A five-star general in the Army of God completed his term of service and has gone to heaven. Dr. Yonggi Cho died peacefully in hospital in South Korea on Tuesday morning Sept, 14th. He was 85 years of age.
It was my privilege to know Dr. Cho and serve on his Board of Directors for Church Growth International. In this Langstaff letter, I wish to pay tribute to a great man of God who was one of this generation’s great leaders.
HOW I BECAME INVOLVED WITH DR. CHO
In the 1970s, my wife Dorothy and I founded a renewal ministry called The Temple Trust to help foster Holy Spirit renewal across the nation of Australia. We worked with people of every possible denomination, including Pentecostals. I was invited to speak at a biannual Assemblies of God conference held in Melbourne, Australia. To the best of my recollection, it was the first time the Assemblies of God had asked a non Assemblies of God pastor to speak at their conference. At that time, I was a Methodist minister. The main speaker at the conference was to be Dr. Cho. The conference included weekend services, and the speakers at the conference were to speak at the various Assemblies of God churches in Melbourne.
When I looked at the schedule, I was surprised to find I was one of the two ministers to speak at Richmond Temple, the leading Assemblies of God church in the city. I was astonished to find I was teamed up with Dr. Cho.
Now, I was still “wet behind the ears,” so to speak, having only been baptized in the Spirit some 5 or 6 years, and here I was sharing the pulpit with the pastor of the largest church in the world. I would speak first for approximately a half-hour, and then Dr. Cho would take over. After it was all over, I could not help but wonder what Dr. Cho thought of my message. It could not have been that bad because later, he told me, “I would like you to come up and minister in my church in Korea.” Naturally, I was flabbergasted at such a possibility. However, nothing came of the offer for a couple of years.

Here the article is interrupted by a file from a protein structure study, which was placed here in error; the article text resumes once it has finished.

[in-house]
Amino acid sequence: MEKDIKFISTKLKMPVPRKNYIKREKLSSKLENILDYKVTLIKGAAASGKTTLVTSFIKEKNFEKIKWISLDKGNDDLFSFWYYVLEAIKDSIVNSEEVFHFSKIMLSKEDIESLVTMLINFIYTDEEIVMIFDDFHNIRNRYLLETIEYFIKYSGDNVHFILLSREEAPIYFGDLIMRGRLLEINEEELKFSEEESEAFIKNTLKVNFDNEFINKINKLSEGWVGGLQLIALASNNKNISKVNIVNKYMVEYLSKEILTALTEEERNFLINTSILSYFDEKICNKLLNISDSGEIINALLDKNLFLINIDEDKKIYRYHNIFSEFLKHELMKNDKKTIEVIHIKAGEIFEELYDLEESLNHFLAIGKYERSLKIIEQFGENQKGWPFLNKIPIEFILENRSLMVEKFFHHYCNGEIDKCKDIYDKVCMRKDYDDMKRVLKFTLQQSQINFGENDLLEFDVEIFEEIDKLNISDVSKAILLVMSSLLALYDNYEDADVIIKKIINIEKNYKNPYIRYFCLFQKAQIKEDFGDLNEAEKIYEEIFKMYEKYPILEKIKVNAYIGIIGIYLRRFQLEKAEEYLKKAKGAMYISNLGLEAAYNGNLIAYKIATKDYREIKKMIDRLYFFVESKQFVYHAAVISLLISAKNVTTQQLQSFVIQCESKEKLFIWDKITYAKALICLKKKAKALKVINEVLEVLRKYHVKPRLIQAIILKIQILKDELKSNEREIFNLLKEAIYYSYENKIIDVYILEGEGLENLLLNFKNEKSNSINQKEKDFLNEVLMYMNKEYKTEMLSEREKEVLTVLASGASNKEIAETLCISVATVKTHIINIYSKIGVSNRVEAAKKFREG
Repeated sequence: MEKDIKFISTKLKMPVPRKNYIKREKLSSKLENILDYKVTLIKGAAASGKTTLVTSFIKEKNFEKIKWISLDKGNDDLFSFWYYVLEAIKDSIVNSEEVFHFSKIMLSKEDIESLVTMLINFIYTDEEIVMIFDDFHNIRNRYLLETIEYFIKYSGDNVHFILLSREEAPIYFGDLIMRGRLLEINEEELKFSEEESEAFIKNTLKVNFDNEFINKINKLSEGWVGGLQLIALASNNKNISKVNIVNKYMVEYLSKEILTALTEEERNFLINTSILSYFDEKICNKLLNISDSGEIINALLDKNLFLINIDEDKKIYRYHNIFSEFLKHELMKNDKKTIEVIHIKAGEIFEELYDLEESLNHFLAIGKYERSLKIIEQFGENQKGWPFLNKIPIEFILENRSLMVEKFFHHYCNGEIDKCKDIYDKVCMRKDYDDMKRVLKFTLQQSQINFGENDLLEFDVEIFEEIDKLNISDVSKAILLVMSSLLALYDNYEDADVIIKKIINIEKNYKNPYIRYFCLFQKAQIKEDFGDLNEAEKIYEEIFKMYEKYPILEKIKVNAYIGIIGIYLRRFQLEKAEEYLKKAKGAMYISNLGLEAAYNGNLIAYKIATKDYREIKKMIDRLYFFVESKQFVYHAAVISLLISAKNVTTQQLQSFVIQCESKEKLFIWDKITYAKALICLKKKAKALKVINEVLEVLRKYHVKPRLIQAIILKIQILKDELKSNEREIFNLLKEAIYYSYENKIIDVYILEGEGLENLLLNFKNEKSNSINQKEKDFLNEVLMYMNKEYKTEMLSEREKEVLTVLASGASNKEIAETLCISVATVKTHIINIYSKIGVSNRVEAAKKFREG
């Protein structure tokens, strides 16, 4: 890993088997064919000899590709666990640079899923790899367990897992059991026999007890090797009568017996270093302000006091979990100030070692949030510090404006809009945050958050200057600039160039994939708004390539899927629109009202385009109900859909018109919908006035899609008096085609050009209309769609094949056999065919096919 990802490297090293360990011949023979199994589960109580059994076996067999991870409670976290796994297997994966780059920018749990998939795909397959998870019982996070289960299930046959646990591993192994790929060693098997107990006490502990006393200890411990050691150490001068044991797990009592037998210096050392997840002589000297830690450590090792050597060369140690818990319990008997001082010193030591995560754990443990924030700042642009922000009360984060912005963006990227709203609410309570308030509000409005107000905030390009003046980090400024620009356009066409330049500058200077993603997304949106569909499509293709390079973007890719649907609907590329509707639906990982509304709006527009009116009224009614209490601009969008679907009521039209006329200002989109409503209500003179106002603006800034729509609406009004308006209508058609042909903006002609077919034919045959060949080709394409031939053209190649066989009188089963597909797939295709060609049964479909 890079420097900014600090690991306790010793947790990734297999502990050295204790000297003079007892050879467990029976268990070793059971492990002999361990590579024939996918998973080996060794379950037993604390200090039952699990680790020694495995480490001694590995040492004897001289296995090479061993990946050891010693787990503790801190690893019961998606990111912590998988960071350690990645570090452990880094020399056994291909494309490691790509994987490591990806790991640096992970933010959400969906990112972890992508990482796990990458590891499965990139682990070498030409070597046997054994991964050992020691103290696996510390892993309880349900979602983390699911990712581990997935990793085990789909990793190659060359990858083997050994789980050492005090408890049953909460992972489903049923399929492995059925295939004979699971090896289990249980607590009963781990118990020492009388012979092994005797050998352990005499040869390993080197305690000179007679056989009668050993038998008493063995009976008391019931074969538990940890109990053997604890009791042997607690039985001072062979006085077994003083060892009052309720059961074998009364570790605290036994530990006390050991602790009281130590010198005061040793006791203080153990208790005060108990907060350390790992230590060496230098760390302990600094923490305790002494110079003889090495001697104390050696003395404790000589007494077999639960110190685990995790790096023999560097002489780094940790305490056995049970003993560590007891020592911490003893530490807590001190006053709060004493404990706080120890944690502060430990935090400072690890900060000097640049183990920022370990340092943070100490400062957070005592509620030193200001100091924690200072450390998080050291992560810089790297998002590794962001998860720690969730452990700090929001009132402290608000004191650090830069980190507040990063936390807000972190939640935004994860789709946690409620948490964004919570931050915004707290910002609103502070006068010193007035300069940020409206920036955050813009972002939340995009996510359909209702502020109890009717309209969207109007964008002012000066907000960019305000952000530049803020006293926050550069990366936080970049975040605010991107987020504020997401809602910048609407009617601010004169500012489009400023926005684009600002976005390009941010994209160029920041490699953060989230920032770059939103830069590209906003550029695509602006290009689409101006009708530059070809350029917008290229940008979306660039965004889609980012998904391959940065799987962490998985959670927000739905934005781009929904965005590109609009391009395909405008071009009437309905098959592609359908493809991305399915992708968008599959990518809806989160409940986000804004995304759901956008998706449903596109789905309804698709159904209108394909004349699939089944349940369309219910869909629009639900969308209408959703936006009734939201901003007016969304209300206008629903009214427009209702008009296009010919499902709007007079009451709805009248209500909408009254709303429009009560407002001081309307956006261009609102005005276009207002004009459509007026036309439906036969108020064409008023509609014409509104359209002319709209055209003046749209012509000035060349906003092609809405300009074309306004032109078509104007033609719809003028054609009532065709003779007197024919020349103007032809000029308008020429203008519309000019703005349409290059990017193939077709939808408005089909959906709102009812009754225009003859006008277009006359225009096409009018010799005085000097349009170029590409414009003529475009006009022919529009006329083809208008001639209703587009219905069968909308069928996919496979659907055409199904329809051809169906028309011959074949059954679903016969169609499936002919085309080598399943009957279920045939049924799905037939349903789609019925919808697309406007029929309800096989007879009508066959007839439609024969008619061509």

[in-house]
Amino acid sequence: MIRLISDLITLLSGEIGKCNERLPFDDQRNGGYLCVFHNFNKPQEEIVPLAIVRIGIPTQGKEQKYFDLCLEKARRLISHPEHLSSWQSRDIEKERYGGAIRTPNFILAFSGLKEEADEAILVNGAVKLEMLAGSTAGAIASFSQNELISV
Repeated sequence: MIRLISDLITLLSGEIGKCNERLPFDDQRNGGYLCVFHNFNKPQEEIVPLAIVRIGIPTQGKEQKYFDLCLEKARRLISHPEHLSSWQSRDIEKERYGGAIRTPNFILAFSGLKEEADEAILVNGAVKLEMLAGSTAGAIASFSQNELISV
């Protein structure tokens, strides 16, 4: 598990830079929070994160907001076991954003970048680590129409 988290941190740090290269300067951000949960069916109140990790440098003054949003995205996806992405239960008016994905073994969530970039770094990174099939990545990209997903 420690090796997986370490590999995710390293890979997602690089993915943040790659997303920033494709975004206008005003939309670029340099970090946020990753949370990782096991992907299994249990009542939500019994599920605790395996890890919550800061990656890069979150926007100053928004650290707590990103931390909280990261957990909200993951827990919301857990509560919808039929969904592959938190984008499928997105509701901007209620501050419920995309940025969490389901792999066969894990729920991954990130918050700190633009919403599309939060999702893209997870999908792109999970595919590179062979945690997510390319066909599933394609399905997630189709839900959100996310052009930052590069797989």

Then Dr. Cho was invited back to speak in Adelaide, Australia, and I went down to the conference. It was then that Dr. Cho repeated his invitation to come to Korea. He also invited me to be on the Board of Directors of Church Growth International, which included other Australian leaders, such as Andrew Evans, Reg Klimionok, Phil Pringle, and David Cartledge. This was a unique privilege as the Board included many great leaders from around the world.
In June of 1979, I flew up to Seoul, Korea, and had the privilege of ministering in Yoido Full Gospel Church, the world’s largest megachurch.
I spoke at the mid-week service on Wednesday night, at the Bible School on Thursday, at the All-Night of Prayer on Friday, went up to the Prayer Mountain with his mother-in-law, Choi-Ja-Shil, on Saturday, and then at one of the great services on Sunday.
That week was one of the most incredible experiences of my life and ministry that I will never forget. I preached in English, and Dr. Cho translated it into Korean. (There was a joke amongst the Board that if Dr. Cho didn’t like your message, he would provide his own).
Since then, I have been blessed to be with him at board meetings and conferences in Korea and in such places as Hawaii, Minneapolis, Guatemala, and Baton Rouge. In 1986, my wife Dorothy and I went to the CGI conference in Jerusalem, Israel. My life and ministry have been greatly enriched and inspired by Dr. Cho.
Let me share some of the things I gleaned from his life and ministry. He faithfully preached Christ and the gospel, and his ministry included:
In 1958, Dr. Cho and his mother-in-law (a great woman of prayer) founded the church in Seoul, Korea, using an old army tent. They started with about eight people, and it grew from there. He conveyed the gospel of hope to the Korean people who had fallen into despair after the Korean war of the early 1950s. He preached the hope that flows from the good news of Jesus.